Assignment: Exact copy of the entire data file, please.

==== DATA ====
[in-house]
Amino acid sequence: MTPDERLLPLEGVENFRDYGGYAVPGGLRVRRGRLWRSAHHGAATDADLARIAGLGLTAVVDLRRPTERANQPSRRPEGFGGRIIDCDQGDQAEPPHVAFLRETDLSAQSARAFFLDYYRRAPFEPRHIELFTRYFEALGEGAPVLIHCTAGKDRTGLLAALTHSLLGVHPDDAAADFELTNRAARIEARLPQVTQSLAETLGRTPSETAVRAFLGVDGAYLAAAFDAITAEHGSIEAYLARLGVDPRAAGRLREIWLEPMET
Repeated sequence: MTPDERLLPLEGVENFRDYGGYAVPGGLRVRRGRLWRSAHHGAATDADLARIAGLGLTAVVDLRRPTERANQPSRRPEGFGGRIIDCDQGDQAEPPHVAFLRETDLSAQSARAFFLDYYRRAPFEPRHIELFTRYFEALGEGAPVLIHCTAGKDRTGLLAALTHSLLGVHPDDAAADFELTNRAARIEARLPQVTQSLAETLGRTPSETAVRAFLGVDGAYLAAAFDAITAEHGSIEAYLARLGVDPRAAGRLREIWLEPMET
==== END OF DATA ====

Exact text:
[in-house]
Amino acid sequence: MTPDERLLPLEGVENFRDYGGYAVPGGLRVRRGRLWRSAHHGAATDADLARIAGLGLTAVVDLRRPTERANQPSRRPEGFGGRIIDCDQGDQAEPPHVAFLRETDLSAQSARAFFLDYYRRAPFEPRHIELFTRYFEALGEGAPVLIHCTAGKDRTGLLAALTHSLLGVHPDDAAADFELTNRAARIEARLPQVTQSLAETLGRTPSETAVRAFLGVDGAYLAAAFDAITAEHGSIEAYLARLGVDPRAAGRLREIWLEPMET
Repeated sequence: MTPDERLLPLEGVENFRDYGGYAVPGGLRVRRGRLWRSAHHGAATDADLARIAGLGLTAVVDLRRPTERANQPSRRPEGFGGRIIDCDQGDQAEPPHVAFLRETDLSAQSARAFFLDYYRRAPFEPRHIELFTRYFEALGEGAPVLIHCTAGKDRTGLLAALTHSLLGVHPDDAAADFELTNRAARIEARLPQVTQSLAETLGRTPSETAVRAFLGVDGAYLAAAFDAITAEHGSIEAYLARLGVDPRAAGRLREIWLEPMET